Rep. Joaquin Castro (D-Texas) and Sen.-designate Alex Padilla (D-Calif.) are pushing for undocumented essential workers on the front lines of the coronavirus pandemic to be fast-tracked for U.S. citizenship.
“History will remember them as American heroes,” Padilla said on a press call Friday, speaking of undocumented people working in agriculture, health care, grocery stores and more during the pandemic.
“We have an obligation to treat them as essential,” added Padilla, who will take Vice President-elect Kamala Harris’ Senate seat in California after she’s inaugurated. Padilla’s own parents came to the U.S. from Mexico in the 1960s and worked in restaurants and house cleaning.
Castro said he’s working on legislation to immediately protect undocumented essential workers from deportation and speed up their path to citizenship. Castro, the former chair of the Congressional Hispanic Caucus, is hoping to get it passed as part of the next coronavirus relief package after President-elect Joe Biden takes office.
“These are people who feed us, clean our homes and hospitals and offices… and they do all this while living in fear of deportation, exploitation and now of this pandemic,” Castro said, noting that many who work in meatpacking, farm work and other front-line industries don’t have the option to work from home, and their employers don’t provide them with paid sick leave.
The proposed protections would apply to an estimated 5 million workers out of a total of over 11 million undocumented immigrants in the U.S., said Lorella Praeli, president of the advocacy group Community Change Action.
Undocumented immigrants are among those hardest hit by the pandemic since they are disproportionately represented among workers deemed “essential” — from farmworkers to building cleaners — who are risking their lives while millions of Americans stay home.
Meanwhile, undocumented immigrants were excluded from Congress’ relief packages, as they were made ineligible for stimulus checks. They’re also not eligible for unemployment benefits.
As the coronavirus surges, Latinx and Black people are around four times as likely to be hospitalized as white people, and nearly three times as likely to die, according to the Center for Disease Control and Prevention.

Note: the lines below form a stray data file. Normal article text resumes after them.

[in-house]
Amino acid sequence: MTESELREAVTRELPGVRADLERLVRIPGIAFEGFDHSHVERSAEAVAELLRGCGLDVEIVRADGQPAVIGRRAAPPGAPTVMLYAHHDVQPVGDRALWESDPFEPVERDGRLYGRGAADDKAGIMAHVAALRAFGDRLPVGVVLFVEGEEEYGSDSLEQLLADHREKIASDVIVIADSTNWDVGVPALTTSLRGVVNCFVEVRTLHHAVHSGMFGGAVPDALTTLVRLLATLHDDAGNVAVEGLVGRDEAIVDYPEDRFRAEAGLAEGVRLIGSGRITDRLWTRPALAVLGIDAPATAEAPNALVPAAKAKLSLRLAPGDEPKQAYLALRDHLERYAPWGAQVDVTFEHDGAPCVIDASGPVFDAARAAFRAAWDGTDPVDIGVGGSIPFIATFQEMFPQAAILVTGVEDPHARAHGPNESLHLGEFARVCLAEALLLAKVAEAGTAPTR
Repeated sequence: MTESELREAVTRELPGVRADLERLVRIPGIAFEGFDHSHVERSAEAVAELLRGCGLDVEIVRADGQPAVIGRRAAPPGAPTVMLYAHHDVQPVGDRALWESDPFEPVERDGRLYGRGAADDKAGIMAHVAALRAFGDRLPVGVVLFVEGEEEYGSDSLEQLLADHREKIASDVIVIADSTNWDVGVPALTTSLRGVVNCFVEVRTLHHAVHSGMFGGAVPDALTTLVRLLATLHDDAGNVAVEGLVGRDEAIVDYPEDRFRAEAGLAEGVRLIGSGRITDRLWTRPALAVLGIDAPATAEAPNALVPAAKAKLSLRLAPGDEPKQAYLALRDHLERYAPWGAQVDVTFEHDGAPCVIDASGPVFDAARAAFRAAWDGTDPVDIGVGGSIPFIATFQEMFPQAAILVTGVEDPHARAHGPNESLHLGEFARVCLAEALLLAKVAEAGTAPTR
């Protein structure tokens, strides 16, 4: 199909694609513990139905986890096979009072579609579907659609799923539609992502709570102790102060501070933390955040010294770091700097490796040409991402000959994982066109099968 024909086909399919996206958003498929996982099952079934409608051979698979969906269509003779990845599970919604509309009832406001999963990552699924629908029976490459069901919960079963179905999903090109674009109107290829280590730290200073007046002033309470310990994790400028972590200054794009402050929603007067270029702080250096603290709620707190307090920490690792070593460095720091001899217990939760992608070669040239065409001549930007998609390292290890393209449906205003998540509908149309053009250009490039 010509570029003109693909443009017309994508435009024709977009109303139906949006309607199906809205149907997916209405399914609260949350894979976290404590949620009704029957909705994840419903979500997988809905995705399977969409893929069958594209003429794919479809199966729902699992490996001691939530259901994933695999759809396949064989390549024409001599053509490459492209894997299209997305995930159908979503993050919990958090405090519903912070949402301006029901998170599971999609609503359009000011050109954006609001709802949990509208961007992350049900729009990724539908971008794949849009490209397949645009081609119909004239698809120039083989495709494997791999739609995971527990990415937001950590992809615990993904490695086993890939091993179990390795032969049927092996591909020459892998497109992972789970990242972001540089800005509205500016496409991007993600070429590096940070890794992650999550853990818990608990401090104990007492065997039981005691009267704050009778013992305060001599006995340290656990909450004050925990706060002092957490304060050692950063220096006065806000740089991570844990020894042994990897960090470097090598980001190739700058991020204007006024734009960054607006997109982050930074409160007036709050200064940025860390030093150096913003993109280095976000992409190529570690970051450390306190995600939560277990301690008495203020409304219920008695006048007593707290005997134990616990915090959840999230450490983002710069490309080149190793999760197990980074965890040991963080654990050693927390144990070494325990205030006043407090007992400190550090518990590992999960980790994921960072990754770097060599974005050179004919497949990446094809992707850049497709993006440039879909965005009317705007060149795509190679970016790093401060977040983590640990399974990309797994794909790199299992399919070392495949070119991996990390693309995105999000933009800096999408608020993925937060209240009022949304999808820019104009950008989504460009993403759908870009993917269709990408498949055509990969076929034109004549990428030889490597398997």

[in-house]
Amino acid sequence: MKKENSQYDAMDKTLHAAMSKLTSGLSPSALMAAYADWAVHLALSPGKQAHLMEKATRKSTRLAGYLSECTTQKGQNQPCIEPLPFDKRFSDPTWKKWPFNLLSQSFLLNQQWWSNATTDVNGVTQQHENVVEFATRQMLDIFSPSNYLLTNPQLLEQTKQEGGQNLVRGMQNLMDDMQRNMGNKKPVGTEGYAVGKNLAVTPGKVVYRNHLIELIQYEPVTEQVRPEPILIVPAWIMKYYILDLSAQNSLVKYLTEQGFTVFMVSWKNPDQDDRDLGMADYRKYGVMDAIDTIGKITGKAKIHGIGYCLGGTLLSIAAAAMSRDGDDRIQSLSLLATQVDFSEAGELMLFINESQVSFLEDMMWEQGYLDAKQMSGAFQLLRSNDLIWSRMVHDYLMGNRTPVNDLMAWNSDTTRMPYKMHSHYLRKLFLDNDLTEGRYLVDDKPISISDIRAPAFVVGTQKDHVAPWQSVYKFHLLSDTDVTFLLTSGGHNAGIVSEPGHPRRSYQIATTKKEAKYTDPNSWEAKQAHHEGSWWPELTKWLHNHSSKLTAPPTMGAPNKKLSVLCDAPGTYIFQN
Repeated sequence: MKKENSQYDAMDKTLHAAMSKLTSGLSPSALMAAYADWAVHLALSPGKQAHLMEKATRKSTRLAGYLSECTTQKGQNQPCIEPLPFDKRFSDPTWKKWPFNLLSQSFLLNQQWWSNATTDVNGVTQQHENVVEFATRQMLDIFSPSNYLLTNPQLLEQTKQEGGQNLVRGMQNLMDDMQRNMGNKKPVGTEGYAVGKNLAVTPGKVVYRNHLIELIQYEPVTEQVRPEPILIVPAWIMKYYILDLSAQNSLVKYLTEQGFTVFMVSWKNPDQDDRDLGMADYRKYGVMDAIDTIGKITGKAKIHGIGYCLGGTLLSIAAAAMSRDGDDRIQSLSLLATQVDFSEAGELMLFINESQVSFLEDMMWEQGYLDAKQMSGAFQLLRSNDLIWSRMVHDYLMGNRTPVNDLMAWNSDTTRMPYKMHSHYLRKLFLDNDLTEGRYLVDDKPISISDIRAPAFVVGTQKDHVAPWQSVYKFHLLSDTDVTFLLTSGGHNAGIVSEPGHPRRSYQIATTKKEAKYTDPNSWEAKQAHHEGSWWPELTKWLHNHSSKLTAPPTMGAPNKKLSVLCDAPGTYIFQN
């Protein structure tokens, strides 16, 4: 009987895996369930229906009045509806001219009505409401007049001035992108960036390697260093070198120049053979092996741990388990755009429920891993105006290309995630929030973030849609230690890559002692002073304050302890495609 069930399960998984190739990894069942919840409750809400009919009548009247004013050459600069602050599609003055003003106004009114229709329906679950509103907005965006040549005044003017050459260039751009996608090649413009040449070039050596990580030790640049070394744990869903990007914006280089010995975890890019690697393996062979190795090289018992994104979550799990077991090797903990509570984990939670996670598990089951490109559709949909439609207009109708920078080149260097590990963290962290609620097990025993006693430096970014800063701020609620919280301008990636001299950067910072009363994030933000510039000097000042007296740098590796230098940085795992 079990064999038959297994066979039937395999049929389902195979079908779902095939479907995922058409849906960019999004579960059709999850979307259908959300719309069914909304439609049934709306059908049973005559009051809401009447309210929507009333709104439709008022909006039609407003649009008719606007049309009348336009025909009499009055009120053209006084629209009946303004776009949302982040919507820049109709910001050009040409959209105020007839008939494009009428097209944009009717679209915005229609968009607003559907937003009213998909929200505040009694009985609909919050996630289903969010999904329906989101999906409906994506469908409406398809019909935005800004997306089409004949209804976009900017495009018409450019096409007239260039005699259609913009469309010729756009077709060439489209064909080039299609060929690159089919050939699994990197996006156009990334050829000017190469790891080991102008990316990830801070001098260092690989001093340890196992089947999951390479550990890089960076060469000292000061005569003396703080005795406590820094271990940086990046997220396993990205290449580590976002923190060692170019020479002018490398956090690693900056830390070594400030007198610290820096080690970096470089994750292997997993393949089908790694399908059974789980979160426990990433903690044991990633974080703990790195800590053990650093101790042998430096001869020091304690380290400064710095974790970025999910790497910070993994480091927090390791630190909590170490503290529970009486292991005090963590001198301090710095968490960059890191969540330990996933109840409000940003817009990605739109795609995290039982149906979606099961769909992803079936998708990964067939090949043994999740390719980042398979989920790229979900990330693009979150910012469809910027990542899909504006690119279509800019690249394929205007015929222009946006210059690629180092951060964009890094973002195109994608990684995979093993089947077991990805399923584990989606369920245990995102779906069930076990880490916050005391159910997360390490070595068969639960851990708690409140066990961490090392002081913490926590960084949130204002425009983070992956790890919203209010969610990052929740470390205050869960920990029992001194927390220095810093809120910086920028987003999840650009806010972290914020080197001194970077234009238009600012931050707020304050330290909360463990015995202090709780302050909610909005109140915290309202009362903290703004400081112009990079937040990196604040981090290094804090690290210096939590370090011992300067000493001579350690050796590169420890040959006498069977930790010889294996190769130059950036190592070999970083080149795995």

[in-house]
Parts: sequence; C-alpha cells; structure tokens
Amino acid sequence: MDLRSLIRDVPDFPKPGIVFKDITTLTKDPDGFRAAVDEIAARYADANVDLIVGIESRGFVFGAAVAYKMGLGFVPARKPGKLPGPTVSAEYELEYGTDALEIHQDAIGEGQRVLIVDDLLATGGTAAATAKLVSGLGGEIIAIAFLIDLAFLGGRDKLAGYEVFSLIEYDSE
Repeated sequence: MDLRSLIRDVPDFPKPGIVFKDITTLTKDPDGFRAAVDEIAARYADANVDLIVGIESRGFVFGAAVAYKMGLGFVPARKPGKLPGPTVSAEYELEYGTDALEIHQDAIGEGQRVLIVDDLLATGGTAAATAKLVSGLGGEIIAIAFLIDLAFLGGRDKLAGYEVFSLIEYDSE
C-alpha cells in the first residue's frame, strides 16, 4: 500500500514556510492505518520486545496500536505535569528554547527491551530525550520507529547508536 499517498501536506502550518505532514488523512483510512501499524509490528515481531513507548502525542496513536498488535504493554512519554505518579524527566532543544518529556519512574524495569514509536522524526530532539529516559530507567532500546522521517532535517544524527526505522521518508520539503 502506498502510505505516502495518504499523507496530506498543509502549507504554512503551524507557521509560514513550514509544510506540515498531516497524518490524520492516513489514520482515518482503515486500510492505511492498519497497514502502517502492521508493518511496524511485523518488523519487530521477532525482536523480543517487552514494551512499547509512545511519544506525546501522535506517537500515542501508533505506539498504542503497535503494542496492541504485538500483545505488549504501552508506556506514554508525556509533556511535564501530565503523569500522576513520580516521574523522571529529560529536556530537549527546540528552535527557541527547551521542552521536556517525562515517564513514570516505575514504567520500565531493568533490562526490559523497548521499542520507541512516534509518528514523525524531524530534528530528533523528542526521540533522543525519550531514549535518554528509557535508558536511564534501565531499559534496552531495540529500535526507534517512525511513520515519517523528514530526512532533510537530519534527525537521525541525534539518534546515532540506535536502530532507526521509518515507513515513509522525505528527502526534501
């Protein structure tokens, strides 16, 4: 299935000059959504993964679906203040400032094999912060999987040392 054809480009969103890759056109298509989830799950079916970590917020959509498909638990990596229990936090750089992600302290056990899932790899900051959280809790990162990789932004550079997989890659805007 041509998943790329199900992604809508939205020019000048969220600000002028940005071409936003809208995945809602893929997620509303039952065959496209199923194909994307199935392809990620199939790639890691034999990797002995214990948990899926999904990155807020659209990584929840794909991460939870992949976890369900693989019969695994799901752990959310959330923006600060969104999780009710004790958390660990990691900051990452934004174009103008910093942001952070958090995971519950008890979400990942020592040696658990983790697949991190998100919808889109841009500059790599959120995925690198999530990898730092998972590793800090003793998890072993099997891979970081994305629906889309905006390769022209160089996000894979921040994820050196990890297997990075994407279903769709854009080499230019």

Last month, France fast-tracked citizenship processes for hundreds of immigrant front-line workers, including health care workers, garbage collectors, housekeepers and cashiers.
Earlier this week, dozens of U.S. lawmakers signed a letter led by the Congressional Hispanic Caucus applauding Biden’s commitment to immigration reform and urging him to take immediate action, given that the presidency and both houses of Congress will soon be in Democrats’ hands.
History will remember them as American heroes.
California Sen.-designate Alex Padilla, of undocumented workers in the COVID-19 pandemic
Padilla said he and Castro plan to get the 5 million undocumented essential workers fast-tracked for citizenship as part of the next coronavirus relief bill and then work toward a broader path to citizenship for all undocumented immigrants in a later immigration reform bill.
“Knowing the urgency of COVID relief, it seems there’s a quick and easy way to get a good number of these [people] protected sooner rather than later,” Padilla said on Friday’s press call.
The incoming California senator said he and Castro have been speaking with the Biden-Harris administration and plan to talk with House and Senate leaders soon. The offices of Biden’s transition team, as well as Sen. Chuck Schumer (D-N.Y.), who is set to become Senate majority leader, and House Speaker Nancy Pelosi (D-Calif.), did not immediately respond to requests for comment.
Biden and Harris’ platform includes a commitment to work with Congress to pass legislation to create a path to citizenship for all undocumented immigrants in the U.S.
Greisa Martínez Rosas, head of the immigrant rights group United We Dream, said the organization supports Castro and Padilla’s proposal and demands “that Congress uses every avenue possible to pass policies that include a pathway to citizenship for all 11 million undocumented immigrants.”
The process for undocumented workers to gain legal status in the U.S. can be complicated and take years. In terms of what advocates are hoping “fast-tracking” citizenship would look like in this case, Angelica Salas, executive director of immigrant rights group CHIRLA, said that the legislation would first be debated promptly as part of the next coronavirus relief package. Then eligible immigrants would receive green cards, granting them permanent residency and protection from deportation, after which they could apply for citizenship after a few years.
Patrice Lawrence, co-director of the immigrant group UndocuBlack Network, said legislation recognizing immigrants’ “humanity and our contributions to this country is long overdue” and that a bill protecting undocumented essential workers is “the bare minimum this country can do.”
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